Filesystem Object Store

OperationsStorageFilesystem

The filesystem object store is the easiest to get started with Loki but there are some pros/cons to this approach.

Very simply it stores all the objects (chunks) in the specified directory:

storage_config:
  filesystem:
    directory: /tmp/loki/

A folder is created for every tenant all the chunks for one tenant are stored in that directory.

If loki is run in single-tenant mode, all the chunks are put in a folder named fake which is the synthesized tenant name used for single tenant mode.

See multi-tenancy for more information.

Pros

Very simple, no additional software required to use Loki when paired with the BoltDB index store.

Great for low volume applications, proof of concepts, and just playing around with Loki.

Cons

Scaling

At some point there is a limit to how many chunks can be stored in a single directory, for example see this issue which explains how a Loki user ran into a strange error with about 5.5 million chunk files in their file store (and also a workaround for the problem).

However, if you keep your streams low (remember loki writes a chunk per stream) and use configs like chunk_target_size (around 1MB), max_chunk_age (increase beyond 1h), chunk_idle_period (increase to match max_chunk_age) can be tweaked to reduce the number of chunks flushed (although they will trade for more memory consumption).

It’s still very possible to store terabytes of log data with the filestore, but realize there are limitations to how many files a filesystem will want to store in a single directory.

Durability

The durability of the objects is at the mercy of the filesystem itself where other object stores like S3/GCS do a lot behind the scenes to offer extremely high durability to your data.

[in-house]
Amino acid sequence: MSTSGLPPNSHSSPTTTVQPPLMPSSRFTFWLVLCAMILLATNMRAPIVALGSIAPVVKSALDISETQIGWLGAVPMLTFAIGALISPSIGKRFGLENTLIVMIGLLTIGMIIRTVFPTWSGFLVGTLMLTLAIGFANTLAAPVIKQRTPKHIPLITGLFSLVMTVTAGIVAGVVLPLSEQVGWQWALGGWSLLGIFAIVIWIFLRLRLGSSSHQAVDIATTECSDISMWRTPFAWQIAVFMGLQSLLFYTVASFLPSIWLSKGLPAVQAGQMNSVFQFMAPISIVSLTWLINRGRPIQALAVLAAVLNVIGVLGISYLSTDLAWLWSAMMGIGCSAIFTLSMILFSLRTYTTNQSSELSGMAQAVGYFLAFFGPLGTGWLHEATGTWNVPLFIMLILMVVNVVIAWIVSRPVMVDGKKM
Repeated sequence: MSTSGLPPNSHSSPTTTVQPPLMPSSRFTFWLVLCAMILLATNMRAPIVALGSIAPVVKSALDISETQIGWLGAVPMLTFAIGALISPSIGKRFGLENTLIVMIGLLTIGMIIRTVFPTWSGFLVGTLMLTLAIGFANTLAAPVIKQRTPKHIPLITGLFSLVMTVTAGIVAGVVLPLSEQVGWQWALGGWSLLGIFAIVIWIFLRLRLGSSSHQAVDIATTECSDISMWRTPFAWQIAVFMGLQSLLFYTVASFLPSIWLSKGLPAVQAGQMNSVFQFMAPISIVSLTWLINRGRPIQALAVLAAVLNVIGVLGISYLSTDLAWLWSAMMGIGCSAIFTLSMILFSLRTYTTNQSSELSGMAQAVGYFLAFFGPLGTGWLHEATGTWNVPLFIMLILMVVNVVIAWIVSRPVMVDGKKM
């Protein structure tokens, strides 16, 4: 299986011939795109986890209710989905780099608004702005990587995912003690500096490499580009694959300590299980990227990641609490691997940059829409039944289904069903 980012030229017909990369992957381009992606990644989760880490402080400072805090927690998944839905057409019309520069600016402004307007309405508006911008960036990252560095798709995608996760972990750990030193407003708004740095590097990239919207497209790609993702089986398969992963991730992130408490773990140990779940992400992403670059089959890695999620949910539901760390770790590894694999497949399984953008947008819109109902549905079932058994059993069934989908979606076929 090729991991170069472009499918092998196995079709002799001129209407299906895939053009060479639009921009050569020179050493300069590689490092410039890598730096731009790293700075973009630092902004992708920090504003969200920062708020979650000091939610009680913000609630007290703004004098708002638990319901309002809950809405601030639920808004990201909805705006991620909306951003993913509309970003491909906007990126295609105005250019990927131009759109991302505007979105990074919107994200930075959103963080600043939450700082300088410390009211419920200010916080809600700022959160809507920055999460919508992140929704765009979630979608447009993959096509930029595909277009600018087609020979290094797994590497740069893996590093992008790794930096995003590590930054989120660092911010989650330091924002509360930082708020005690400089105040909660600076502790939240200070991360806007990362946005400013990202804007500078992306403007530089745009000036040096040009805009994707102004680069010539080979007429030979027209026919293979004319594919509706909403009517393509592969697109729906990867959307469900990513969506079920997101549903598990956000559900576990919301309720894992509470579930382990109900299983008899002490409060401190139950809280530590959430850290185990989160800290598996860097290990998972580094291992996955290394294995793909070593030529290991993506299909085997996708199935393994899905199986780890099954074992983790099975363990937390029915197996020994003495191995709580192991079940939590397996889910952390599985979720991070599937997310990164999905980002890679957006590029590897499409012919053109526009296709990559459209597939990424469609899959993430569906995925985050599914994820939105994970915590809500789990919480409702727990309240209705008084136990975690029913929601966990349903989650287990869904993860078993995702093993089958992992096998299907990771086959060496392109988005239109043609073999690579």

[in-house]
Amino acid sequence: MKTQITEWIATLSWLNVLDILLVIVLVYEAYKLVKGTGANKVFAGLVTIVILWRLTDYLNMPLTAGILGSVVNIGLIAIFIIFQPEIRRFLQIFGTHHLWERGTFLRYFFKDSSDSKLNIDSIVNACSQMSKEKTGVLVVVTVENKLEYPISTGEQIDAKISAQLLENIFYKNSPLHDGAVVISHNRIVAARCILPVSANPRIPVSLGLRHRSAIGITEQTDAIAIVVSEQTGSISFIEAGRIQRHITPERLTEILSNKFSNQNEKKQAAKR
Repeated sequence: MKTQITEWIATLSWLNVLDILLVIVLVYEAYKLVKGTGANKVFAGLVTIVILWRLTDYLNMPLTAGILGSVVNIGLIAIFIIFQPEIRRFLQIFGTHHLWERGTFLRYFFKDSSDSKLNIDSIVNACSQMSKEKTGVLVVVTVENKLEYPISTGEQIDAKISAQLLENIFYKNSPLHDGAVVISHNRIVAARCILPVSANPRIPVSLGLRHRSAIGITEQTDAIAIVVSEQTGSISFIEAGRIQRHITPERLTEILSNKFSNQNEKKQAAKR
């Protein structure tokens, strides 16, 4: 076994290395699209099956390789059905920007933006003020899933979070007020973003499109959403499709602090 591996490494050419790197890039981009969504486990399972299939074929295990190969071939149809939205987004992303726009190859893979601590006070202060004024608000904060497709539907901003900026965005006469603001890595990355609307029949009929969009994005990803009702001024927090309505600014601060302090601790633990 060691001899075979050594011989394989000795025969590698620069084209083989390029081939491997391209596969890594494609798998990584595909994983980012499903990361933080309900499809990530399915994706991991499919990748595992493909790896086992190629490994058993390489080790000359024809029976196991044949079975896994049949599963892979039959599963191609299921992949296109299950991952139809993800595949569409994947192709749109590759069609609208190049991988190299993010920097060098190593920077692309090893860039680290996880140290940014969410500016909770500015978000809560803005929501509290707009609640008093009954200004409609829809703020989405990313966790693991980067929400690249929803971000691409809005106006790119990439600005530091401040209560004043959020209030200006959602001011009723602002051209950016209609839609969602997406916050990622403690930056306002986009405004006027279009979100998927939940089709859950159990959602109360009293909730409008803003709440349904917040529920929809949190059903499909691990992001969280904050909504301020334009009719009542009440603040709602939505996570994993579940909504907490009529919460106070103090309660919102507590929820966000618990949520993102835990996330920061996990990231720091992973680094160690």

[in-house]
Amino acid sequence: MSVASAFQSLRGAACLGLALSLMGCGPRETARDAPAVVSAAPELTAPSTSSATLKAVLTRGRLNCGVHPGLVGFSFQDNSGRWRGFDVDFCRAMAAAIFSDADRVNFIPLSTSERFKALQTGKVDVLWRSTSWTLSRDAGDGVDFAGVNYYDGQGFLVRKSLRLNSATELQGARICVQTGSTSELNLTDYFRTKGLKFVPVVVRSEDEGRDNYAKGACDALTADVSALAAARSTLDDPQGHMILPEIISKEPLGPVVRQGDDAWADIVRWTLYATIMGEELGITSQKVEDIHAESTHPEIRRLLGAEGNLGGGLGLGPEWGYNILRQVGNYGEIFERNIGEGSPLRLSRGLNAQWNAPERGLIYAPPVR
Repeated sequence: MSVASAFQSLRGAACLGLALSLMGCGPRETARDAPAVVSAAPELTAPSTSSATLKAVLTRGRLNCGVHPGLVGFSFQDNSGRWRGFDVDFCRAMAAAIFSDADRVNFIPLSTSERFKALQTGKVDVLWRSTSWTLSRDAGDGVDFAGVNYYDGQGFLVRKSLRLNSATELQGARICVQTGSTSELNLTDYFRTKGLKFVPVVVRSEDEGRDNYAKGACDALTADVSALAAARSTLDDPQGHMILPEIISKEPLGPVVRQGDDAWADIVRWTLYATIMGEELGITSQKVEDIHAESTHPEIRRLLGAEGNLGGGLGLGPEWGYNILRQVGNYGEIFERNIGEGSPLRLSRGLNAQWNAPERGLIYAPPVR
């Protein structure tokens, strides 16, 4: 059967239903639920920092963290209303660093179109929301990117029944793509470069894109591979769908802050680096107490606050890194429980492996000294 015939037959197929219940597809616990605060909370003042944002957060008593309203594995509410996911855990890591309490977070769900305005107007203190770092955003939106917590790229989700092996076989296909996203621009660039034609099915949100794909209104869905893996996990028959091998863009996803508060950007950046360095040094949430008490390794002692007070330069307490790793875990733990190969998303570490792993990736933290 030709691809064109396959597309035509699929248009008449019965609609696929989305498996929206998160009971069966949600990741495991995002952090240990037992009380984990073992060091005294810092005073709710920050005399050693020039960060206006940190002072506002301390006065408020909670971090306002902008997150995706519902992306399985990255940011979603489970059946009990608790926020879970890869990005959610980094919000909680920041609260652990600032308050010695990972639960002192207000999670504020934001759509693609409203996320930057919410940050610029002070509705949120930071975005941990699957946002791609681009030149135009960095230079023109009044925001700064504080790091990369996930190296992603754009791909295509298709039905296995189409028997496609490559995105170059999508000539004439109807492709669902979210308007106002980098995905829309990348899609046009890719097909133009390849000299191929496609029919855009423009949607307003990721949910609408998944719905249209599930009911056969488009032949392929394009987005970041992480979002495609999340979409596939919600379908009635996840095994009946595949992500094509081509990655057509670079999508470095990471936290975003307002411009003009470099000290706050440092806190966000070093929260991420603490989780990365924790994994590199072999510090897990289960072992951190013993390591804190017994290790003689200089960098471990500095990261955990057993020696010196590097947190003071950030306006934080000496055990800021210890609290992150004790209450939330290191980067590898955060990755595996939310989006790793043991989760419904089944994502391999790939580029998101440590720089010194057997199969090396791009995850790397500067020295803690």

High Availability

Running Loki clustered is not possible with the filesystem store unless the filesystem is shared in some fashion (NFS for example). However using shared filesystems is likely going to be a bad experience with Loki just as it is for almost every other application.

New AND VERY EXPERIMENTAL in 1.5.0: Horizontal scaling of the filesystem store

WARNING as the title suggests, this is very new and potentially buggy, and it is also very likely configs around this feature will change over time.

With that warning out of the way, the addition of the boltdb-shipper index store has added capabilities making it possible to overcome many of the limitations listed above using the filesystem store, specifically running Loki with the filesystem store on separate machines but still operate as a cluster supporting replication, and write distribution via the hash ring.

As mentioned in the title, this is very alpha at this point but we would love for people to try this and help us flush out bugs.

Here is an example config to run with Loki:

Use this config on multiple computers (or containers), do not run it on the same computer as Loki uses the hostname as the ID in the ring.